Alabama Closes Driver's License Offices After Implementing Voter ID Law

Published Oct 1, 2015

NEWS:   Critics accused Alabama of suppressing black votes after the state instituted provisions for requiring ID from voters and announced plans to shutter DMV locations in eight out of 10 predominantly black counties.

On 1 October 2015 the web site Raw Story published an article titled "Alabama to stop issuing driver’s licenses in counties with 75% black registered voters," reporting:

The state of Alabama, which requires a photo ID to vote, announced this week that it would stop issuing driver’s licenses in counties where 75 percent of registered voters are black.

Due to budget cuts, Alabama Law Enforcement Agency said that 31 satellite DMV offices would no longer have access to driver’s licenses examiners, meaning that residents will need to travel to other counties to apply for licenses. The move comes just one year after the state’s voter photo ID law went into effect.

That article primarily comprised quotes excerpted from a 30 September 2015 Alabama Media Group op-ed titled "Alabama sends message: We are too broke to care about right and wrong." That editorial held that irrespective of lawmaker intent, the closure of driver license bureaus in eight out of 10 predominantly black counties (Macon, Greene, Sumter, Lowndes, Bullock, Perry, Wilcox, Dallas, Hale, and Montgomery) would usher in a de facto suppression of black votes:

All but Dallas and Montgomery will be closed.

Closed. In a state in which driver licenses or special photo IDs are a requirement for voting ... Every single county in which blacks make up more than 75 percent of registered voters will see their driver license office closed. Every one ... Look at the 15 counties that voted for President Barack Obama in the last presidential election. The state just decided to close driver license offices in 53 percent of them.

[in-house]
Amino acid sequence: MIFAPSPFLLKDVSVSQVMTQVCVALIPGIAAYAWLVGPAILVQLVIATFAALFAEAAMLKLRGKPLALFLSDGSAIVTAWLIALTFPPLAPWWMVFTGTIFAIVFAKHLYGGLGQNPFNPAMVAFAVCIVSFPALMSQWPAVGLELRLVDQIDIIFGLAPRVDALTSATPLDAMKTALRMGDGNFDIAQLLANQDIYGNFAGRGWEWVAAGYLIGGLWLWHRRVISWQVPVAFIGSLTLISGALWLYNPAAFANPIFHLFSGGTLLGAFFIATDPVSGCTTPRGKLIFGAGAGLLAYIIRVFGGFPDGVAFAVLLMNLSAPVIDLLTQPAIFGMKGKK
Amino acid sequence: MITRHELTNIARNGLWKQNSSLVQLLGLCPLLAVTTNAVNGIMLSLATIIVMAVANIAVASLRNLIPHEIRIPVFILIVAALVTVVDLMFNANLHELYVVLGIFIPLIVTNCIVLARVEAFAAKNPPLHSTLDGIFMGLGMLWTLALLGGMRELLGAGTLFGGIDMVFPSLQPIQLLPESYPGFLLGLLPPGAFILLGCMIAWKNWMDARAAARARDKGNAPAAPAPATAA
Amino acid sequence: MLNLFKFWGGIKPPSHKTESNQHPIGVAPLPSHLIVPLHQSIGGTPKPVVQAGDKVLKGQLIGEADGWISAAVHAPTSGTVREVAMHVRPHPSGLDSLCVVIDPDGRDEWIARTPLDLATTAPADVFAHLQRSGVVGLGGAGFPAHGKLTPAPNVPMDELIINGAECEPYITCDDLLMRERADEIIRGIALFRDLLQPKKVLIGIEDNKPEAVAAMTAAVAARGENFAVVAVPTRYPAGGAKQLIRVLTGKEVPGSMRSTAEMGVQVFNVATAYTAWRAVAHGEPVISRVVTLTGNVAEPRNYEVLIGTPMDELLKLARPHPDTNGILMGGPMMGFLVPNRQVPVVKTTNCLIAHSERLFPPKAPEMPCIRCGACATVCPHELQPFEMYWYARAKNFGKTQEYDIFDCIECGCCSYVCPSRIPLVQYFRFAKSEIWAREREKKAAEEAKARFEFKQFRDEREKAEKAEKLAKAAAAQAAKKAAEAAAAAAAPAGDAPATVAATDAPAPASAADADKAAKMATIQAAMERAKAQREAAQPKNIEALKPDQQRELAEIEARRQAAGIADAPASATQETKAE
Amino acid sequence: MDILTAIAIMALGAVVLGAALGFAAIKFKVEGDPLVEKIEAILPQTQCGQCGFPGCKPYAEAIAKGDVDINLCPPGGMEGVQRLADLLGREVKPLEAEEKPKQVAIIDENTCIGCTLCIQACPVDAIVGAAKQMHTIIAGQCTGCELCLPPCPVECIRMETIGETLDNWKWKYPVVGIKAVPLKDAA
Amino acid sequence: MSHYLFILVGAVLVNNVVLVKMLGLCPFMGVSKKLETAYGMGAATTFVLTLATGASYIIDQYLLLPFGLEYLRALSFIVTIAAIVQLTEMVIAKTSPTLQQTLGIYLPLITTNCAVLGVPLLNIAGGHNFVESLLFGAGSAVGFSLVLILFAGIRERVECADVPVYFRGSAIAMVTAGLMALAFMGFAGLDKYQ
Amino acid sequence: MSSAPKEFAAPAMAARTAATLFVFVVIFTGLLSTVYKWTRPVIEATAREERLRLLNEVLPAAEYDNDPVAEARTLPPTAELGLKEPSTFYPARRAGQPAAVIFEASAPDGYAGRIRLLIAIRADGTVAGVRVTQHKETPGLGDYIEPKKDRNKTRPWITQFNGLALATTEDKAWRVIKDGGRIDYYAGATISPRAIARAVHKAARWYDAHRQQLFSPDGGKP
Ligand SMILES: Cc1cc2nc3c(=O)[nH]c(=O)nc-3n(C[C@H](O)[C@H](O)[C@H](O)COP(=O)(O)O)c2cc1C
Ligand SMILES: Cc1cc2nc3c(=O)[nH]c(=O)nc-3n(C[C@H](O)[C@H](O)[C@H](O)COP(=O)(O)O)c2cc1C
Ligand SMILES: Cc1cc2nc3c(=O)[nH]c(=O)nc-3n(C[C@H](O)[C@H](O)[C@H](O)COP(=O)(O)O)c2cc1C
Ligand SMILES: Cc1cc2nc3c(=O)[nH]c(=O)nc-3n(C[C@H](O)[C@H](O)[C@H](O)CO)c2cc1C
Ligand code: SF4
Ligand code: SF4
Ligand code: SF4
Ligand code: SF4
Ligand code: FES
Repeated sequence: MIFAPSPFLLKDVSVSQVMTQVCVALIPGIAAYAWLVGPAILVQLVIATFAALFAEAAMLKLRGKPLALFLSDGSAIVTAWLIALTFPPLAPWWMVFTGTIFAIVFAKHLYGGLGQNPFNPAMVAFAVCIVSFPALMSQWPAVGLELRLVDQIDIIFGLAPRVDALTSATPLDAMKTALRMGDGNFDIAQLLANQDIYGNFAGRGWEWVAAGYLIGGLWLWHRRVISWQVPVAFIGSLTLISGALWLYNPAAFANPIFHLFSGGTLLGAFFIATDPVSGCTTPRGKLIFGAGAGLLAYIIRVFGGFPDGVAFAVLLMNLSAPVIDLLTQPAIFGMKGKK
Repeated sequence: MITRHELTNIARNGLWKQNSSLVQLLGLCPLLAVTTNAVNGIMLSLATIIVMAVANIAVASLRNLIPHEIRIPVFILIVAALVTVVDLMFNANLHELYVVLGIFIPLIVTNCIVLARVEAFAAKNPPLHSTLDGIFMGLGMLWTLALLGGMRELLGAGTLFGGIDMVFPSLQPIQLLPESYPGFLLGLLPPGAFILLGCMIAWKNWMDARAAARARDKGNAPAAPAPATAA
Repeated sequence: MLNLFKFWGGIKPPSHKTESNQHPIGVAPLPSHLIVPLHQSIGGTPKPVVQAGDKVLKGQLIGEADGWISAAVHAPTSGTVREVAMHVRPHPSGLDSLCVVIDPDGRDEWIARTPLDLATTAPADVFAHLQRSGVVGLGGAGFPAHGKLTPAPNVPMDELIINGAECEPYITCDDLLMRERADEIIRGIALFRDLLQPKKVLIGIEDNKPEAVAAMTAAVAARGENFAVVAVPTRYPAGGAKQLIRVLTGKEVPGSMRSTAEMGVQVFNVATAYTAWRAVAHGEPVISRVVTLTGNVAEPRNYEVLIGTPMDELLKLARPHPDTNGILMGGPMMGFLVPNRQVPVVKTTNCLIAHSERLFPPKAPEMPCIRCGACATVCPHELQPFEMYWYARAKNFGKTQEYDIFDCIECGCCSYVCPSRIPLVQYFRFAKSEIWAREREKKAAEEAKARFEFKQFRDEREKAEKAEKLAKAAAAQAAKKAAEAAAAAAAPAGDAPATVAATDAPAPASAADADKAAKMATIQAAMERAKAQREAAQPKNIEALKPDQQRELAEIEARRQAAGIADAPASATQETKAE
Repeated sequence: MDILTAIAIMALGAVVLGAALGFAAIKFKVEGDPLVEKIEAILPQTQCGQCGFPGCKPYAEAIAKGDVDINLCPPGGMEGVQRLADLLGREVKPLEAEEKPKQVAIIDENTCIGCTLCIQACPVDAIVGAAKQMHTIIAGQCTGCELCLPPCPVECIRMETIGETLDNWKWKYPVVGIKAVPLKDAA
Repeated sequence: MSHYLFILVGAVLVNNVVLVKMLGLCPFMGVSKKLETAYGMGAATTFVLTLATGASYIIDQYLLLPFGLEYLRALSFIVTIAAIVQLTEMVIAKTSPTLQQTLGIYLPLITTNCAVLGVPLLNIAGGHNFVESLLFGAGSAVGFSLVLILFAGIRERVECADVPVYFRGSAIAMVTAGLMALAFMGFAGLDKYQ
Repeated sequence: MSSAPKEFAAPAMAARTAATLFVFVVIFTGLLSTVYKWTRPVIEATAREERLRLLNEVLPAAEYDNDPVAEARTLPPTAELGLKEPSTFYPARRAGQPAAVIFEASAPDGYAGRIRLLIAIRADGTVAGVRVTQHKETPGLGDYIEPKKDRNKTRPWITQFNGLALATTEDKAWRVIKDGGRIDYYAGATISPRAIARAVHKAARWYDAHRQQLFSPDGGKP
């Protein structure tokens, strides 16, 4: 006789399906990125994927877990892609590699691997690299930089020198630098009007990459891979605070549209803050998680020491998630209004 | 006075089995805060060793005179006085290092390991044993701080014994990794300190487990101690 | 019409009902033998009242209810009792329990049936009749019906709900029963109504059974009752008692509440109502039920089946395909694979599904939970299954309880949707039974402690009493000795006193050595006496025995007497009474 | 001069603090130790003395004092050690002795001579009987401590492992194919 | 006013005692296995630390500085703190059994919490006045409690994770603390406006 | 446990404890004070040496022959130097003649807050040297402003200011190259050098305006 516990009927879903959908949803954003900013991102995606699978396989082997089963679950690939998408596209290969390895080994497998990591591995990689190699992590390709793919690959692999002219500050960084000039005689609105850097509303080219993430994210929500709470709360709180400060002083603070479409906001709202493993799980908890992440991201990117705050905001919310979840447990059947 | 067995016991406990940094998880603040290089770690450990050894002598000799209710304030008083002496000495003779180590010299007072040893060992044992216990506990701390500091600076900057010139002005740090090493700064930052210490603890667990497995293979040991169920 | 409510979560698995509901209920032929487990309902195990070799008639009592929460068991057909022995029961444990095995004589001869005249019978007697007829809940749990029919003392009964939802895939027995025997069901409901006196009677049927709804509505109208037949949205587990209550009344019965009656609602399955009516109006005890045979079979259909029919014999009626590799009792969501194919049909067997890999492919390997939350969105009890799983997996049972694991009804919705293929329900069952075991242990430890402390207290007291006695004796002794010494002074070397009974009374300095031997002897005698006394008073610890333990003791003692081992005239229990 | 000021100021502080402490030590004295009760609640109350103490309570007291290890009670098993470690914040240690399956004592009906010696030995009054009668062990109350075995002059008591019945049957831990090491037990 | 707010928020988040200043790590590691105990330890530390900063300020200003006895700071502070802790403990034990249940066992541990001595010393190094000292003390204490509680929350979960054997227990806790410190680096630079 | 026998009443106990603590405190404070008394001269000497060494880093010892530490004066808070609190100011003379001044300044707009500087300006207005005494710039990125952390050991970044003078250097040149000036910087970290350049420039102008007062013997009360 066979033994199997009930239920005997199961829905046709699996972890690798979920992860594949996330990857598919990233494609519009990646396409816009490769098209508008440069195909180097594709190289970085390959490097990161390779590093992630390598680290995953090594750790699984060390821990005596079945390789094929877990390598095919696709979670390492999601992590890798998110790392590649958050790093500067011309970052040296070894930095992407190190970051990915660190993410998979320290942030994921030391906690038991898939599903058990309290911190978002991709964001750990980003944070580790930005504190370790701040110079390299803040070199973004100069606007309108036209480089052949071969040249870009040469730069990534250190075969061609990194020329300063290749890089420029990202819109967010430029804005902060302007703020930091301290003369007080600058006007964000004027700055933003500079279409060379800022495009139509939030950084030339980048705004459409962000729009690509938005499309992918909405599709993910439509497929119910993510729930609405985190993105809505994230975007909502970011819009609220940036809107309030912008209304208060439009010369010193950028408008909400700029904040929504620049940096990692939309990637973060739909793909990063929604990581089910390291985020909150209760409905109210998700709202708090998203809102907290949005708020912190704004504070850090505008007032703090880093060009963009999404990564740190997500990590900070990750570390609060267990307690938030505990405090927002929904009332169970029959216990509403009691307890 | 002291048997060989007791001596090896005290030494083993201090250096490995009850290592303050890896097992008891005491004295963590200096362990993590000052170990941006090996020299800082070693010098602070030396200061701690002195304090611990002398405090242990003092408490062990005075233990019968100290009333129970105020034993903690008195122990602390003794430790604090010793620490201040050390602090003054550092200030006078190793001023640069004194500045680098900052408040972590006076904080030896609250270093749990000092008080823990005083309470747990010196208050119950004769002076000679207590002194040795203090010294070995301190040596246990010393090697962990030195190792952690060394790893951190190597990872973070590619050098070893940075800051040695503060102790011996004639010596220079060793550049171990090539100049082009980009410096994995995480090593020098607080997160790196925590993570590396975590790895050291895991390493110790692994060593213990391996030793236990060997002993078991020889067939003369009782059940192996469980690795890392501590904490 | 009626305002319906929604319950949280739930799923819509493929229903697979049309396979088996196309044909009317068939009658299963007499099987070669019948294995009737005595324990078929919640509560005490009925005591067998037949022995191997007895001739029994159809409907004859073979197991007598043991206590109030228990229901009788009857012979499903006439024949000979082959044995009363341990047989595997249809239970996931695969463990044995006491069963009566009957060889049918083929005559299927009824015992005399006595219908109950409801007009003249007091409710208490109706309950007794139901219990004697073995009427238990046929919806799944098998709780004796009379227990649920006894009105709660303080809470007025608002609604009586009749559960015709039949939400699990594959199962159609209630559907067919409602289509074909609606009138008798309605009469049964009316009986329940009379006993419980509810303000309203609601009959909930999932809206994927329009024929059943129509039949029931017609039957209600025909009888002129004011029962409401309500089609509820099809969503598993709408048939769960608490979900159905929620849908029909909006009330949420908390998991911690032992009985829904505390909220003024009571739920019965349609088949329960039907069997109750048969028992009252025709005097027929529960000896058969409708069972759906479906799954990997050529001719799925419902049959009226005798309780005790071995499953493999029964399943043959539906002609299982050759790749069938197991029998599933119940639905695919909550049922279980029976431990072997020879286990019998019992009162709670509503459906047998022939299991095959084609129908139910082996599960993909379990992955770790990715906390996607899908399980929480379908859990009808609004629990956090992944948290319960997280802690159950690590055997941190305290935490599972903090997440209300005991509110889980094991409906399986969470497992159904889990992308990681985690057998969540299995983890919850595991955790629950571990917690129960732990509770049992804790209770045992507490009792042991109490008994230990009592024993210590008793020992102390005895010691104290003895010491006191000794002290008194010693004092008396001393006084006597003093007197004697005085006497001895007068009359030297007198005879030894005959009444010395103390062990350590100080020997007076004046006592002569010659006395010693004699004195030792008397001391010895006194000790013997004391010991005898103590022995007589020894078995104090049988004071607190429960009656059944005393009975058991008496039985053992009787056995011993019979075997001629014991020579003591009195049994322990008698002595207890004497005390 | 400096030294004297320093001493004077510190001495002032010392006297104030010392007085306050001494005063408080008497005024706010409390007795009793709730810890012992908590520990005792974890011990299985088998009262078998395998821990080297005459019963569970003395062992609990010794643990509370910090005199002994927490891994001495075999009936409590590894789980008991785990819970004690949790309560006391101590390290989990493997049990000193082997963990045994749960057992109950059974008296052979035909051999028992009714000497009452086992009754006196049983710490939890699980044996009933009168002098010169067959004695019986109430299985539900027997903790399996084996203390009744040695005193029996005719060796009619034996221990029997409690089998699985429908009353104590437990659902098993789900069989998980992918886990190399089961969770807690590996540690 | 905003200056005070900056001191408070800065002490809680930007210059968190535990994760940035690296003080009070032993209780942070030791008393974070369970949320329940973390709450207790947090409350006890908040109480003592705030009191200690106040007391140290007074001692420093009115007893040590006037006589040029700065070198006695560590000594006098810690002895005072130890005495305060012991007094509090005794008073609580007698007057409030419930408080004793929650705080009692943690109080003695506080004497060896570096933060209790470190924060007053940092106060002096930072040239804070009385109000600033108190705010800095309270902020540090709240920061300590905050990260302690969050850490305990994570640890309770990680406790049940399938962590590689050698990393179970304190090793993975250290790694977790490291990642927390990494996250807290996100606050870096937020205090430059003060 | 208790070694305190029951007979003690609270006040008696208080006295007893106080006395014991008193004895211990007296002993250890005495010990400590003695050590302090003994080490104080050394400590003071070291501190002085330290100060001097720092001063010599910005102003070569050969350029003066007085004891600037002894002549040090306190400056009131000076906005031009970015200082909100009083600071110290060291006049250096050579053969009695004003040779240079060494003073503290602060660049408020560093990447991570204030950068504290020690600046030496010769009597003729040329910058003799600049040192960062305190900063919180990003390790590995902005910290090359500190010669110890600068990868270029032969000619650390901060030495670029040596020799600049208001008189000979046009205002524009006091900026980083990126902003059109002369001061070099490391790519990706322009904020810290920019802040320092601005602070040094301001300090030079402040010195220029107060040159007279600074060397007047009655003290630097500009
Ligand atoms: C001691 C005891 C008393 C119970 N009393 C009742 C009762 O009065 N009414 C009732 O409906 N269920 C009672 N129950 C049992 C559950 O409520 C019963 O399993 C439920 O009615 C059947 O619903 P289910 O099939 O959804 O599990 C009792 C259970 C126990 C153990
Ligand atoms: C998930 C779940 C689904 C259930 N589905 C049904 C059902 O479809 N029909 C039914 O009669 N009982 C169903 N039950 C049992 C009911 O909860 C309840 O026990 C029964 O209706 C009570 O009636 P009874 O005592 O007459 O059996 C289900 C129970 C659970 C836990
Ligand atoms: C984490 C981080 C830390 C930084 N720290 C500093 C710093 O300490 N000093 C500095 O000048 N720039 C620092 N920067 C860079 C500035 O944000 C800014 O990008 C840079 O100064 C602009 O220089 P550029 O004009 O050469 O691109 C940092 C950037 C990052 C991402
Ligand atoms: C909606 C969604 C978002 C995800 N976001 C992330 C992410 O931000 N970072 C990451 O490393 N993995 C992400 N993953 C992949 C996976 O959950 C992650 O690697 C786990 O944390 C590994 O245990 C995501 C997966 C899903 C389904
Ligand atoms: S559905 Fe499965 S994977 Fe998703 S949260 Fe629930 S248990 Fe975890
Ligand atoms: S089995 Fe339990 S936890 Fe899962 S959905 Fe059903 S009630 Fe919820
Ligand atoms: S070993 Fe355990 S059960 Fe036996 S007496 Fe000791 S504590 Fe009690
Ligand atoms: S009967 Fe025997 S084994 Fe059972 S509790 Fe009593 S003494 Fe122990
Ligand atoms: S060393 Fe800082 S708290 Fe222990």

Look at the five counties that voted most solidly Democratic? Macon, Greene, Sumter, Lowndes and Bullock counties all had their driver license offices closed.

Look at the 10 that voted most solidly for Obama? Of those, eight – again all but Dallas and the state capital of Montgomery – had their offices closed.


The editorial further noted that Alabama's controversial voter ID law went into effect in 2014 after its passage in 2011, amid objections that the provisions disproportionately affected black voters. An article published on 24 November 2014 cited subsequent lower voter turnout as a potential outcome of the law:

Many Democrats opposed the law, saying it was intended to suppress the vote by making it harder on the elderly and people with no driver's license. Opponents also said there was little evidence of voter impersonation fraud.

Sen. Hank Sanders, D-Selma, an outspoken opponent of the law before the election, said it was a factor in the 40 percent turnout, lowest for a general election since at least 1986.

"My concerns are even greater," Sanders said.

A separate opinion piece also published on 30 September 2015 titled "Voter ID and driver's license office closures black-out Alabama's Black Belt" and similarly contrasted the closures with the 2014 implementation of voter ID laws, concluding:

When the state passed Voter ID, Republican lawmakers argued that it was supposed to prevent voter fraud. Democrats said the law was written to disenfranchise black voters and suppress the voice of the poor.

Maybe, maybe not.